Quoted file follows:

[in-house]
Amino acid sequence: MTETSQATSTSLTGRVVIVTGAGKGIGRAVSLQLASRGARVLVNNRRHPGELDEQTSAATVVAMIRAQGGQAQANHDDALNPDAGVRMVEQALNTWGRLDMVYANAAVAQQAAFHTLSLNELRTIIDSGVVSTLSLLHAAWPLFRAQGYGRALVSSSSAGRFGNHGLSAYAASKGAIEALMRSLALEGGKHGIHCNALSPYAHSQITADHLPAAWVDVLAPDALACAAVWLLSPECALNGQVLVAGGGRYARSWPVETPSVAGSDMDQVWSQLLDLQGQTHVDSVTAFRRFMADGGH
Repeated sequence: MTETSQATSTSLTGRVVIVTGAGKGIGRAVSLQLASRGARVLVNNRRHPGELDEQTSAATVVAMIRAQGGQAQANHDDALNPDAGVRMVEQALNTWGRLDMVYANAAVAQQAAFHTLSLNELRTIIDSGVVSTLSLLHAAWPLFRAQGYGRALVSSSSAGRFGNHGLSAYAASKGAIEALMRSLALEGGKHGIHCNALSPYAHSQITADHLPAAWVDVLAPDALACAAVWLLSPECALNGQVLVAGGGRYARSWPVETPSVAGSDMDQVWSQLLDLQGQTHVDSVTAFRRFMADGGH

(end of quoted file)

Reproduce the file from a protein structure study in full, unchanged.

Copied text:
[in-house]
Amino acid sequence: MTETSQATSTSLTGRVVIVTGAGKGIGRAVSLQLASRGARVLVNNRRHPGELDEQTSAATVVAMIRAQGGQAQANHDDALNPDAGVRMVEQALNTWGRLDMVYANAAVAQQAAFHTLSLNELRTIIDSGVVSTLSLLHAAWPLFRAQGYGRALVSSSSAGRFGNHGLSAYAASKGAIEALMRSLALEGGKHGIHCNALSPYAHSQITADHLPAAWVDVLAPDALACAAVWLLSPECALNGQVLVAGGGRYARSWPVETPSVAGSDMDQVWSQLLDLQGQTHVDSVTAFRRFMADGGH
Repeated sequence: MTETSQATSTSLTGRVVIVTGAGKGIGRAVSLQLASRGARVLVNNRRHPGELDEQTSAATVVAMIRAQGGQAQANHDDALNPDAGVRMVEQALNTWGRLDMVYANAAVAQQAAFHTLSLNELRTIIDSGVVSTLSLLHAAWPLFRAQGYGRALVSSSSAGRFGNHGLSAYAASKGAIEALMRSLALEGGKHGIHCNALSPYAHSQITADHLPAAWVDVLAPDALACAAVWLLSPECALNGQVLVAGGGRYARSWPVETPSVAGSDMDQVWSQLLDLQGQTHVDSVTAFRRFMADGGH